The crew was unarmed, and as the men jumped into lifeboats, the submarine surfaced and fired at them with its deck gun. By 6:30 am, the ship had stood on her bow and slid under, according to a report published the next day. No one was killed.[6][7][8] I-21 shelled the SS Idaho the same day in the same place, putting minor damge to the ship.[9][10] [11]

Battle of Los Angeles[edit]

These and other attacks put fear into California coastal cites, they turned off lights or blacked out windows at night. Some sandbagged their homes and businesses. Some radio stations went off the air and civil ships were ordered to stay in port. Commercial air travel was grounded.[12][13][14][15] A military defense system was installed up and down the coast, that included blimps, patrol ships, artillery batteries, and aircraft. [16][17]

Exploration of the wreck[edit]

In an expedition conducted on November 7, 1996, the submersible Delta descended with two men on board to the wreck at a depth of 880 feet (270 m) and found Montebello sitting upright on the bottom. Based on their observations it was concluded that a single torpedo hit Montebello just forward of the pump room. While the bow was broken from the impact with the sea floor, the overall condition of the wreck was thought to be quite good, giving rise to the concern that she could still hold her liquid cargo.[3][8]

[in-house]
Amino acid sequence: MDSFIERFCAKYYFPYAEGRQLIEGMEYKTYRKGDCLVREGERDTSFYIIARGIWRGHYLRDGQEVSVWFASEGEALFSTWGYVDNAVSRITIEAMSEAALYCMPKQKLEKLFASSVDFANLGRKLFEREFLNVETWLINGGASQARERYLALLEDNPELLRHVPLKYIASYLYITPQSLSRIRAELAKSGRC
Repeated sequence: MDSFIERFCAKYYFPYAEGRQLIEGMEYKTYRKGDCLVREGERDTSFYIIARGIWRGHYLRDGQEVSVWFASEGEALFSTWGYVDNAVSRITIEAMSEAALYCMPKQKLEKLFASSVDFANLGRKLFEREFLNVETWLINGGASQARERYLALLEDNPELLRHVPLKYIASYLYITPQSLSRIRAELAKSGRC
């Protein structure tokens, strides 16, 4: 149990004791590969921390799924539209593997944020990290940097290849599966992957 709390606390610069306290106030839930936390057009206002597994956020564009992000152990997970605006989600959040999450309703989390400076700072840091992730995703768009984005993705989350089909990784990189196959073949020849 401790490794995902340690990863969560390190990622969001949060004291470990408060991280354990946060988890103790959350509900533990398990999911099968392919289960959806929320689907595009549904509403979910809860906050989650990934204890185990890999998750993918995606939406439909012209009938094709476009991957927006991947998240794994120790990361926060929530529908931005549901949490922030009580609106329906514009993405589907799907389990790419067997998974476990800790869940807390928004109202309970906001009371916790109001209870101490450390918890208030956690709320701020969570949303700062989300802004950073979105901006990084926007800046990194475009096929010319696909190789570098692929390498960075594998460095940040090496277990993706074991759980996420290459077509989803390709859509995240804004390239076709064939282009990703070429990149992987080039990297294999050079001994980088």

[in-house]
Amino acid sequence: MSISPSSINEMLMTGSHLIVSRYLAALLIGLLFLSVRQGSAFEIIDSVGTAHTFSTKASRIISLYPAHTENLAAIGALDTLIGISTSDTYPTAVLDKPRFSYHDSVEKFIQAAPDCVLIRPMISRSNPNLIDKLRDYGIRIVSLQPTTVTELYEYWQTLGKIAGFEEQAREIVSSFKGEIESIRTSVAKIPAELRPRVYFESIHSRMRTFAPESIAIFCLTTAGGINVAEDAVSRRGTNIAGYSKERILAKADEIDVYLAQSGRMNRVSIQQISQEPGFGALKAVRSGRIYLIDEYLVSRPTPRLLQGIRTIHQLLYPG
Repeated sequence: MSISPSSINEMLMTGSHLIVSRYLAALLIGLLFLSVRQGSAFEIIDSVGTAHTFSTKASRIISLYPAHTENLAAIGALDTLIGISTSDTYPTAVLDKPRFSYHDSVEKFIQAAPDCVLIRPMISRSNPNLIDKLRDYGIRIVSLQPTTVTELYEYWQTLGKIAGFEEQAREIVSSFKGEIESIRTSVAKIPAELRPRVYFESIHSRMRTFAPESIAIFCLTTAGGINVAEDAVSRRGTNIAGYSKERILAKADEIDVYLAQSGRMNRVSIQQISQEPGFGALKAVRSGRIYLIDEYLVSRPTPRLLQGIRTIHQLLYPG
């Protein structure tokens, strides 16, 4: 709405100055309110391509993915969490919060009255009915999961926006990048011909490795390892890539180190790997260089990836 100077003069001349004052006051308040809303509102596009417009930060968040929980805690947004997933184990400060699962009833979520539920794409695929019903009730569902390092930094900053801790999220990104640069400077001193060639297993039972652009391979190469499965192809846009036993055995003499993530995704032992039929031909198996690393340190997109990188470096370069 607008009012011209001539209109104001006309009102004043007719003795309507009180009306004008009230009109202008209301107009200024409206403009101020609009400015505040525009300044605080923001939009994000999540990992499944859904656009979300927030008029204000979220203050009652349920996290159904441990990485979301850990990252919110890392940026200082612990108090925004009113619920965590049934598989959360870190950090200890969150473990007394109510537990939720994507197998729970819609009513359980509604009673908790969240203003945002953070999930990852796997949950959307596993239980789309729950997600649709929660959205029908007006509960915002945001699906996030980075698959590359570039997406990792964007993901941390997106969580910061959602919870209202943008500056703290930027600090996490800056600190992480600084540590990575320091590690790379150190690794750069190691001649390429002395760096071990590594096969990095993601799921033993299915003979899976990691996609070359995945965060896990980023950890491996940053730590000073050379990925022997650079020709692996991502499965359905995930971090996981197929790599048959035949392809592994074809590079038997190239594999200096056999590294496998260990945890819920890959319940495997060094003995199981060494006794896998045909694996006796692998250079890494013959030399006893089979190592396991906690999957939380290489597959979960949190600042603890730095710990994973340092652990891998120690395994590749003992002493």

In August 2010 the wreck was examined by a robot submarine from the Monterey Bay Aquarium Research Institute[2] to determine whether the oil cargo was still on board and whether it posed a possible environmental threat. The expedition created three-dimension images of the ship using sonar, to be analyzed onshore. Jack Hunter, an archaeologist for Caltrans who examined the wreck in 1996 and compared the images from the 2010 expedition expressed concern that the wreck has deteriorated over the past 14 years and could represent a risk if the cargo leaks.[2]

Further explorations of the wreck were scheduled for 2011 at an expected cost of $2.3 million, to be paid from a fund which oil companies pay into for such situations.[2][8][18] After two weeks of extensive testing in October 2011, researchers determined that no crude oil remained in the tanker and such oil most likely was released from the vessel shortly after sinking and dissipated throughout the region.[18][19]